I was eager to fly home to Mexico City in July to vote in my first presidential election. I hoped to join the 57 million fellow Mexican citizens expected to cast ballots.
My parents, brother, sister and I waited two hours in a line that snaked into the polling station. Hundreds stood under the scorching sun on a muggy Sunday morning — and none left until they had voted.
More than feeling optimism, we were boiling with anger at the government of Enrique Peña Nieto, who was term-limited but whose Institutional Revolutionary Party, or PRI, held power for decades. The party controlled the presidency, Congress and 21 of 31 governorships. But strangely, we were hopeful we could change Mexico.
Similar to the campaign of Donald Trump, Peña Nieto promised to reform education, energy and labor systems. And in the early part of his administration, Peña Nieto’s presidency included an appearance on the cover of Time (headline: “Saving Mexico”). But the expectations were short-lived. A backlash of protests erupted in response to the so-called reforms.
Peña Nieto, like Trump, spent countless weekends escaping the citizens and playing golf at a Mar-a-Lago-style resort, while some of his fellow PRI politicians exploited their power. For instance, Javier Duarte, former governor of Veracruz whom Peña Nieto called his friend, has been charged with being involved in forced disappearances and graft. Duarte is one of at least three Mexican governors who fled the country and were arrested abroad over alleged links to organized crime.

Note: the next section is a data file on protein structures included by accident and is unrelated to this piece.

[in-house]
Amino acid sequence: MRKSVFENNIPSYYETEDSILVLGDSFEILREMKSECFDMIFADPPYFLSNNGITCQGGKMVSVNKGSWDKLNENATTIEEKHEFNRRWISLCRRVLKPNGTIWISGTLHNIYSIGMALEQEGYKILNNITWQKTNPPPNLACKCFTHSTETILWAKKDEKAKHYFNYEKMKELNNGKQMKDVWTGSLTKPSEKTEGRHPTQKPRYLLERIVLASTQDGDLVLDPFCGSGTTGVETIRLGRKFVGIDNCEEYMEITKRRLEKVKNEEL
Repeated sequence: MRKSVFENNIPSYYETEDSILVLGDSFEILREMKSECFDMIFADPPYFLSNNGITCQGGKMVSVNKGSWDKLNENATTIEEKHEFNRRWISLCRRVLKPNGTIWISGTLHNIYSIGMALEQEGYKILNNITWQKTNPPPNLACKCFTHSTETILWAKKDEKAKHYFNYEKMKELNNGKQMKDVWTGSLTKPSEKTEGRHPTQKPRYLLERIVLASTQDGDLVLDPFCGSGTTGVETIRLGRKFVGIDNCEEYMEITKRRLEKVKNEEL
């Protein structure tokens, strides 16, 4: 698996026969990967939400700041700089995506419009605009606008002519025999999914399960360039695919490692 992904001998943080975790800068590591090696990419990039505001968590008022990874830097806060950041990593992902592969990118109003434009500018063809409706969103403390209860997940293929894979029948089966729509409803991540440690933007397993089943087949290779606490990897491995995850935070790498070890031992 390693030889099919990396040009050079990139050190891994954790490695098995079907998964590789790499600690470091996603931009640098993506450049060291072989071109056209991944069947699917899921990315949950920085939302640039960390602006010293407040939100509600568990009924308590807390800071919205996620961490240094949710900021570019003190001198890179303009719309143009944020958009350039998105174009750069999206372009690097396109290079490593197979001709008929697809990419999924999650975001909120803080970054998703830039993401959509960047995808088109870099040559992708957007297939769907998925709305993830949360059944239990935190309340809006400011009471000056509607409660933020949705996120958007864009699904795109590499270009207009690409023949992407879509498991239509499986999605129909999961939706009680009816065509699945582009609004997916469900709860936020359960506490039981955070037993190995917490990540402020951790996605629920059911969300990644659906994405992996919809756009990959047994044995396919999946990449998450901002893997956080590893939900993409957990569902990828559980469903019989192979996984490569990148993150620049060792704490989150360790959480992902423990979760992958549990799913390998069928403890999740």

The administration lost touch with citizens and ignored all critics, which was only slightly better than going on Twitter rants every time someone disagreed with its policies. Amid protests outside the National Palace, Peña Nieto and Trump held a news conference, appearing as friends and talking about their strong relationship.
The PRI was concerned about losing control of the government, so the party employed a campaign strategy eerily familiar to U.S. voters in the 2016 presidential election, including bots that spread fake news about opposing candidates and glorified the PRI slate. Also, the administration tried to silence its critics. According to the Committee to Protect Journalists, more than 10 reporters were killed during the Mexican presidential campaign, including a friend of mine. Mexico became the third-most dangerous country for that profession, just after Syria and Iraq.
The PRI campaign failed. On July 1, 65 percent of eligible voters cast ballots and the PRI’s presidential candidate lost. The party didn’t win even one of the 300 electoral districts. The PRI also lost all nine gubernatorial races, and its congressional majority was shattered.
As I attend college in the United States, movements like #MeToo, the Women’s March, March for Our Lives and Abolish ICE left me impressed and hopeful. Mexicans rarely march or demonstrate, maybe because of fear or tradition. Yet when we were faced with a power that jeopardized our rights, we rose up together, forgot our differences and cut our political ties. We attacked with the most significant weapon at our disposal — our vote. It was a crippling shot to the establishment.
Americans are in a similar situation with a president who possibly won through illicit methods and threatens the rights of minorities, women and his critics. Given more time, he could send the whole country and world order into a spiral. The #Resist movement has been relentless, but no real change will happen unless its people take a page from Mexico’s book.
Come November, cut political ties and expel those in government who have failed you.
Roberto Bosoms is a student at New York University majoring in philosophy.